Friday, May 13, 2005



With his appearance on 'The O.C.', George Lucas has joined hundreds of people - politicians and entertainers, newsmakers and sports figures, scientists, authors, reality show contenders and even everyday folk - who have created fictional tele-versions of themselves in Toobworld.

Several websites dealing with the connections of the TV Universe would rather ignore those real people who make up the League of Themselves. But I accept them enthusiastically because they are just as fictional in this context as would be Larry Sanders and Lucillle Carmichael, both of whom interacted with more than their fair share of "Real People".

George Lucas finds himself in an interesting subset of the League of Themselves - those who create some of the very characters who now share the same fictional universe with them.

There is yet another group of such Creators, but they are not members of the League of Themselves; rather, they are depicted by actors to create their Toobworld personae. For example, there's Charles Dickens in 'Bonanza' and 'Doctor Who'; Mark Twain in 'Bonanza' as well and also in 'Star Trek: The Next Generation'; and William Shakespeare in 'The Twilight Zone' and 'You Are There'.

But as for those who appeared as themselves, George Lucas would find himself in company with Aaron Spelling. Those private eyes who were affectionately known as 'Charlie's Angels' have encroached into Cineverse territory with two movies. And Spelling, who first brought them to prominence, once appeared as himself appropriately enough on 'The Powers That Be' with Senator William Powers.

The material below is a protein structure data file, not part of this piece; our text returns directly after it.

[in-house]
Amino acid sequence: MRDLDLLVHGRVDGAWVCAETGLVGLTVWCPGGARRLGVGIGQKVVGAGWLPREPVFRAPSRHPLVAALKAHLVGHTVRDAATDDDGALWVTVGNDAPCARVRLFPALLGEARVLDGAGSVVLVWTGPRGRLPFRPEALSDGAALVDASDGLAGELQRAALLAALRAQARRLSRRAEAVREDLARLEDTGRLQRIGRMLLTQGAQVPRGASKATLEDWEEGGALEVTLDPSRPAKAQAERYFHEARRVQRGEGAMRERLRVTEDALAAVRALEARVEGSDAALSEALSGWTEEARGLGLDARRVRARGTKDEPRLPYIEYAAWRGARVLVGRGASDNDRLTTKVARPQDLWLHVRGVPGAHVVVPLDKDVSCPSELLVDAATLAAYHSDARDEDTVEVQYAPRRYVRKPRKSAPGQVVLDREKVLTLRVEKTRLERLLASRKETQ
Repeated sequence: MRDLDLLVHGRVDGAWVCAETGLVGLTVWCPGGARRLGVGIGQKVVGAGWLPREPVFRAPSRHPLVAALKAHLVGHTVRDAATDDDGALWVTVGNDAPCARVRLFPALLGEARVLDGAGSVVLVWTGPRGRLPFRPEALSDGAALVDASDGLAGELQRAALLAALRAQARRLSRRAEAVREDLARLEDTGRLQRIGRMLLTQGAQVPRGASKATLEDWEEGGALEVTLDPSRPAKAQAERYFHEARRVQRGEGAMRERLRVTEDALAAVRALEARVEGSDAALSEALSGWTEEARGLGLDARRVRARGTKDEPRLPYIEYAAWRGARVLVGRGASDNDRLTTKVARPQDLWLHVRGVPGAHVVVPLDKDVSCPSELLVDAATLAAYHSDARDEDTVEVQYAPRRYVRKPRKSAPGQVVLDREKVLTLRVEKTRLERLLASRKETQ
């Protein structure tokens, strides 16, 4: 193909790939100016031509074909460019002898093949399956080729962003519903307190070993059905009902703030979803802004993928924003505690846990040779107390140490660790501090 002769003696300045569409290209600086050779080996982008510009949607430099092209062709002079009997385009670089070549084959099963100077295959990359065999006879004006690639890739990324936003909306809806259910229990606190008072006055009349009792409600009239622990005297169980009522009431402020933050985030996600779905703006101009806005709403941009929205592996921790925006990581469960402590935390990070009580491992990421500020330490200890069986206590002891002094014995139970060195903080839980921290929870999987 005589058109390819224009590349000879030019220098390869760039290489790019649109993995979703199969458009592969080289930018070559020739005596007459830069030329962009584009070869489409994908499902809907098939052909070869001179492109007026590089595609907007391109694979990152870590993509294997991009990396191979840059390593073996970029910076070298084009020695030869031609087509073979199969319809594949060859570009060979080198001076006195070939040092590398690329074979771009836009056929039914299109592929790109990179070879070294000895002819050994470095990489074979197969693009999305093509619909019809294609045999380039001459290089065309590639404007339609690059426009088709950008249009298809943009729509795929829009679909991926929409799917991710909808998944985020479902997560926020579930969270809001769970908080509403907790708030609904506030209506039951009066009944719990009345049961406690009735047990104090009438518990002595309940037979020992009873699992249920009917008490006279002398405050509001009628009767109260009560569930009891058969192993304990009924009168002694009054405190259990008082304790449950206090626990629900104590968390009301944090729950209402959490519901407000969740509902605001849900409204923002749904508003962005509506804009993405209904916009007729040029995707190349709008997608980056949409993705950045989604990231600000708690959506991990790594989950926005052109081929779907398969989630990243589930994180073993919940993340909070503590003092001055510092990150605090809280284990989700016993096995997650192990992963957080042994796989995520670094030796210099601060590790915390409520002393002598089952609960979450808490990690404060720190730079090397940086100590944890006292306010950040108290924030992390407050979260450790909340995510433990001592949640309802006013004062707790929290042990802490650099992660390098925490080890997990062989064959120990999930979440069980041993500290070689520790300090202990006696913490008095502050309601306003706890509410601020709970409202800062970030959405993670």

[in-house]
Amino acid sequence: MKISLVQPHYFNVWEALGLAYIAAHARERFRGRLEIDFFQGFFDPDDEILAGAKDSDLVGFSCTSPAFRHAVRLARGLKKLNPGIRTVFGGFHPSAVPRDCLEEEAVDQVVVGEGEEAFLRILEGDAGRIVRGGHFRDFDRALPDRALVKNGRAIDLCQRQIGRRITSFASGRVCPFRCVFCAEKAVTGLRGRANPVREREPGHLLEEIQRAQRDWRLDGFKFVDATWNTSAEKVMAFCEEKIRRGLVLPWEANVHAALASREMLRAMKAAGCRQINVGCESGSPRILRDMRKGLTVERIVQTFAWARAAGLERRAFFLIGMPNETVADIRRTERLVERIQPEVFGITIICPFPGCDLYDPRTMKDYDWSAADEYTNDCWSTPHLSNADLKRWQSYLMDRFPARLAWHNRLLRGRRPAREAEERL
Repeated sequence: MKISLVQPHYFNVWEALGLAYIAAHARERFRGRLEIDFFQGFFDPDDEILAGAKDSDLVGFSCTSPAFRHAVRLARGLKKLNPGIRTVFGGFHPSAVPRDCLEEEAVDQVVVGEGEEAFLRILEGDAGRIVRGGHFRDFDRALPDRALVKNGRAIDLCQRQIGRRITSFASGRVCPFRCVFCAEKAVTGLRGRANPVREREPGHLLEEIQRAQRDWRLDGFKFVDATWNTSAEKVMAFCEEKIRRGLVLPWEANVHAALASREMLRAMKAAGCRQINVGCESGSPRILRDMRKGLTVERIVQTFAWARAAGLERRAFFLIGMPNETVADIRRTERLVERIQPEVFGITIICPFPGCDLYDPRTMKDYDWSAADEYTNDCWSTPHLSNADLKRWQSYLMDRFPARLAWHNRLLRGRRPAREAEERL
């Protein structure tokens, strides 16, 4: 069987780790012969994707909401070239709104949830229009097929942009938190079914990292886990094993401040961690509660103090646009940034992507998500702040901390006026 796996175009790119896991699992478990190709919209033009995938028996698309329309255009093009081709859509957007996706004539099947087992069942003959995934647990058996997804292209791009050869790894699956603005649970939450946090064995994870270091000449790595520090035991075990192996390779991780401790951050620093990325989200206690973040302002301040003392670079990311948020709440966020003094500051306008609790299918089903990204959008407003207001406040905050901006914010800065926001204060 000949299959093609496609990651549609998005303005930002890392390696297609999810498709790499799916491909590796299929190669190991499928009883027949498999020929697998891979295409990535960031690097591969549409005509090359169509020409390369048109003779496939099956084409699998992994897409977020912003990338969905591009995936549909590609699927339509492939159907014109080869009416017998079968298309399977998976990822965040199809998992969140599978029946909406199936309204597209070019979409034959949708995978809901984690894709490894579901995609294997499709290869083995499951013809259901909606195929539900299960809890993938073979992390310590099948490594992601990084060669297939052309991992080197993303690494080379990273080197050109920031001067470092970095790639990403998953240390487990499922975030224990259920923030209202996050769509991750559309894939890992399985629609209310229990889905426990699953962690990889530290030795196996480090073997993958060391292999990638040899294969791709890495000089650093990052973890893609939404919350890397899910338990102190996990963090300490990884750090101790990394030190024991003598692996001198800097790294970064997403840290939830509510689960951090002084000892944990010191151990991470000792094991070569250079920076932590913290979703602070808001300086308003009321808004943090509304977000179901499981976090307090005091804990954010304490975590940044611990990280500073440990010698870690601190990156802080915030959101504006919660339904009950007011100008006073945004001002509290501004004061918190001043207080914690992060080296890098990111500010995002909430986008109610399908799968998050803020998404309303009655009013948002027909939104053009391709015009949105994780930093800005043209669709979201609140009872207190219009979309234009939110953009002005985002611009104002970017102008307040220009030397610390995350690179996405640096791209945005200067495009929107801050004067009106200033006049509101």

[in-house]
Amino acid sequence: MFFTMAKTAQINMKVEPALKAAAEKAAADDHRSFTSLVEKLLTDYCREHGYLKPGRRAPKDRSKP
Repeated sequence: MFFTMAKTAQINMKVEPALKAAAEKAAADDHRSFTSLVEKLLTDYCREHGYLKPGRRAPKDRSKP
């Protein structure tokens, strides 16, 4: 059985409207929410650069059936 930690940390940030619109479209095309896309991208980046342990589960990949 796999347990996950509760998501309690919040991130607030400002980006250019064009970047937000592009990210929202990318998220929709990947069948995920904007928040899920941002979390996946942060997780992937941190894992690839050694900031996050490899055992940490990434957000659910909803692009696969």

"Coincidentally", Senator Powers looked a lot like Blake Carrington of 'Dynasty' (and maybe even Charlie Townsend himself!)

Around the same time 'Kilroy' aired, Jack Benny was trying to cadge free tickets to Disneyland from the Mega-Mouseketeer himself, Walt Disney who produced the mini-series about the misadventures of Oscar Kilroy.

And Anne Rice nearly had a meltdown in a Los Angeles bookstore run by 'Ellen' Morgan while across the country in New Orleans, her supernatural world was stirring anew in 'Rag And Bone'.

There are probably those reading this who might have the knee-jerk reaction that "Star Wars" belongs in the movie universe. That's how it was treated during the episode of 'The O.C.'. The movies played a pivotal role in episodes of 'Friends' and 'That 70s Show'.

But it has just as strong a presence in Toobworld, and we'll look at that next in the final chapter of this particular "Star Wars" trilogy.


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